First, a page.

If Linux means anything, it means choice. You can even solve a simple task, such as identifying the current user in several ways. This tutorial will show you how to use some of the fastest and easiest methods.
Why do you need to determine the identity of the current user? In many cases, the owner of the computer is the only user, and without being too existent, they probably know each other. Perhaps, but it is also common for users to create additional user accounts to allow family members access to the computer. If you're connected to a remote shell on a server somewhere, you might need a quick reminder of the username you're logged in with. If you see a logged in session with anyone, how do you identify the current user from the command line?
Try the simplest option first. All we have to do is to look at the prompt. By default, Linux distributions have the user name in the command prompt. Easy. We did not even have to enter anything.
If the user has changed his command prompt to a different format, we must try something different. The command
who gives us the information we are looking for.
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For comparison The command
whoami yields a very striking answer:
and get the same one-word answer by displaying the environment variable
$ USER on the screen.
echo $ USER
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w requires less typing and provides more information.
w gives us the desired user name and a bonus record for that user.When multiple users are logged on to the Linux system are all listed with the command
w You need to know which device the user you were interested in has logged in. If you logged in directly to the Linux computer itself, if this is pts / o, look for 0 in the output of
w provides the boot time, the uptime, and the average load for the previous ones five, ten, and fifteen minutes, and the following information about the current user:
- USER : The username.
- TTY : The terminal to which you are logged in. This is usually a dot (a Pseudo-teletype): 0 means d The physical keyboard and screen connected to this computer.
- FROM : The name of the remote host, if it is a remote connection.
- LOGIN @ : The time the user logged in to.
- IDLE : Idle time. This shows? Xdm? in the screenshot, since we run under an X-Windows Display Manager, which does not provide this information.
- JCPU : Common CPU time, this is the CPU time used by all tty related processes. In other words, this user's total CPU time in this logged-in session.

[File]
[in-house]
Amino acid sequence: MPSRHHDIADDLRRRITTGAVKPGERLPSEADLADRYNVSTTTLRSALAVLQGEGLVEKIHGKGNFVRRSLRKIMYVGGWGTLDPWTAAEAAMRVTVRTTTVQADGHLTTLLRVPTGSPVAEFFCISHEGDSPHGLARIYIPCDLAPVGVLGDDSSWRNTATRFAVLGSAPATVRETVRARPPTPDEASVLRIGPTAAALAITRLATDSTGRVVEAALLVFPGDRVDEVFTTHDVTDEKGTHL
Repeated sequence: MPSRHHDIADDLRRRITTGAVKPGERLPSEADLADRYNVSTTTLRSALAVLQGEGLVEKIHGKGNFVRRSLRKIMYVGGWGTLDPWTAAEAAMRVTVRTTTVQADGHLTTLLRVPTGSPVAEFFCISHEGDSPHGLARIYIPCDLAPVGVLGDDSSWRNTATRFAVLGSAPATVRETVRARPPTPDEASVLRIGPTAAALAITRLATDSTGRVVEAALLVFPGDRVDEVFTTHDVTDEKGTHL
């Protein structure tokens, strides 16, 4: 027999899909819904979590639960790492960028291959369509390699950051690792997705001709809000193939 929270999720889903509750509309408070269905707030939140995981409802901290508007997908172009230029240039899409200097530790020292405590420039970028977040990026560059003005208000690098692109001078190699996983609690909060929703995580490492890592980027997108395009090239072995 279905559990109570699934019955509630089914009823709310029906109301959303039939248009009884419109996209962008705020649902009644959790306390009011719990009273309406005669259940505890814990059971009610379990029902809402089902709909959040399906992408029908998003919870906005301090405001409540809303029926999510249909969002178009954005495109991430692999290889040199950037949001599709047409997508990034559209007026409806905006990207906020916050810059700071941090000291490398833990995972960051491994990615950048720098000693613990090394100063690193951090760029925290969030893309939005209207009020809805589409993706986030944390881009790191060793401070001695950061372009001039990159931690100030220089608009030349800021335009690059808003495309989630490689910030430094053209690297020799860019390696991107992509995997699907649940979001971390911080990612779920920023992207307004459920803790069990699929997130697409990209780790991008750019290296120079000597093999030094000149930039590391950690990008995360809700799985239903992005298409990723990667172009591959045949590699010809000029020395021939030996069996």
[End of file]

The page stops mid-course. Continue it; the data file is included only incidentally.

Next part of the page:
- PCPU : Process CPU time, this is the CPU time used by the current process. The current process is named in the WHAT column.
- WHAT : The command line of this user's current process.
After knowing who this user is, we can get more information. The command
id is a good starting point. Type
id a space and the name of the user and press Enter.
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groups .  groups dave
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finger command Use
apt-get to install this package on your system if you have Ubuntu or any other Debian-based Instead, use the package management tool of your Linux distribution on other Linux distributions.
sudo apt-get install finger
After you install
finger you can use it to provide some user information show question.
On most Linux systems, some of these fields are empty, not including the office, full name, and phone numbers ausgefüll The "no plan" field refers to an old scheme in which you can give a few comments to anyone interested in what you have been working on or what you are planning to do. If you edit the .plan file in your home folder, the contents of that file will be sent to the output of
to quickly display the name of the logged in user on the GNOME desktop you are using Ubuntu and many other Linux distributions click on the system menu in the upper right corner of your screen. The bottom entry in the drop-down menu is the username. Other Linux desktop environments should display your username in a similarly easy-to-find menu.
But where is the fun?
One does not feel the same way as a digital detective does when using the bash shell.